When assigning a free-writing activity, striking a balance between openness and constraints is crucial. The term “free-” implies encouraging students to generate thoughts without the burden of editing or self-criticism. However, it’s essential to convey the purpose of free-writing and make constraints explicit. Introduce time-based constraints, like “Produce free-writing for 15 minutes in response to [X],” and consider allocating time segments to addressing specific points. 

Additionally, clearly communicate clear expectations to students regarding how they will share their work. Specify whether to convey main ideas in bullet points or selected sentences and identify the intended audience— the instructor, TA, or peers in a writing group. 

Two effective tools for free-writing exercises include Canvas Assignments and Canvas Discussions. These are intuitive for students when submitting work and streamlined for instructors when sifting through submissions. When selecting a tool, consider whether you’d like for free-writing to initiate peer-to-peer collaborations or whether you wish to provide feedback privately.

Managing Sources

Identifying, synthesizing, and managing sources is a critical component of writing development in higher education. Regardless of field or level, students should be constantly honing their capacity to identify, assess, and engage with sources and interlocutors.

Tracking those engagements is crucial – and the sooner students begin, the better. Our colleagues in the University of Chicago Libraries maintain excellent guides on citation and notes management tools, which are accessible on the Library website. Two tools they recommend include EndNote and Zotero, both of which offer free versions to students.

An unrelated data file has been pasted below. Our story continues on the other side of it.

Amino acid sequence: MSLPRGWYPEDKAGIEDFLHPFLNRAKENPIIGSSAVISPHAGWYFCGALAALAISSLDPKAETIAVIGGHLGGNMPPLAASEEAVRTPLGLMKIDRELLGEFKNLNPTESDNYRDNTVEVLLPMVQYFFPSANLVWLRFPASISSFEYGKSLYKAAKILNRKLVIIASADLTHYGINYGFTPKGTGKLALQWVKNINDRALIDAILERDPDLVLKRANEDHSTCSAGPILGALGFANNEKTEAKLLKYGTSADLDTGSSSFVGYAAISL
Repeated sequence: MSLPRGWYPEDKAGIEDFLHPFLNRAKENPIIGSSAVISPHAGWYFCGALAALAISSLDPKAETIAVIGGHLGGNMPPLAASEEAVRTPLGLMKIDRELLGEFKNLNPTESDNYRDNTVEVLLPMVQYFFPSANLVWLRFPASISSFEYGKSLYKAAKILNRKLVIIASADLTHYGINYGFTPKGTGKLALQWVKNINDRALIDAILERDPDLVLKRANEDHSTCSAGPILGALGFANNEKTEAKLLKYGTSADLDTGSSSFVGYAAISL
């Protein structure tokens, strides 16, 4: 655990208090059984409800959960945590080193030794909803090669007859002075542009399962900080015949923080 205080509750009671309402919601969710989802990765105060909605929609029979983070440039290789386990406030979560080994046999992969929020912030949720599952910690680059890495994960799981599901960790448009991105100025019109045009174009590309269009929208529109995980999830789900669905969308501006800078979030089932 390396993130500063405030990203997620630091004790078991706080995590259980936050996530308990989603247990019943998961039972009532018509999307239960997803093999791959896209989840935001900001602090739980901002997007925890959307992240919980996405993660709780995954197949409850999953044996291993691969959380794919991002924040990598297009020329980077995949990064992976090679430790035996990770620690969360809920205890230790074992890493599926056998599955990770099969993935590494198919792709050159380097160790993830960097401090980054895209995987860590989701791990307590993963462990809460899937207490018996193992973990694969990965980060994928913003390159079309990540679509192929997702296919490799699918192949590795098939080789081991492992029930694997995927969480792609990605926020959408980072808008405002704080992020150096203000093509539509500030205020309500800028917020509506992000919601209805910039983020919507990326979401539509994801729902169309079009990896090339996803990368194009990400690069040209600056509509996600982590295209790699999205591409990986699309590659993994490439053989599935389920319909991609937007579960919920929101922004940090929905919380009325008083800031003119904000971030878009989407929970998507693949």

From Pre-Writing to Writing

When students shift from pre-writing to writing, they have already done a great deal of quality work: identifying and interacting with their sources; developing a sense of their own ideas; and shaping an argument. Making a shift into draft development entails harnessing their previous thinking and considering the audience. Two strategies for moving into draft development include idea workshops and proposals.

Idea Workshops

A collaborative approach to advancing into the draft development stage involves workshopping ideas in small groups. In this workshop, students should be encouraged to pose questions and offer connections that can assist the writer in the actual drafting process. When organizing a “topic” or “idea” workshop, clearly outline what you want students to share for feedback and additionally provide thorough explanations and models of effective feedback..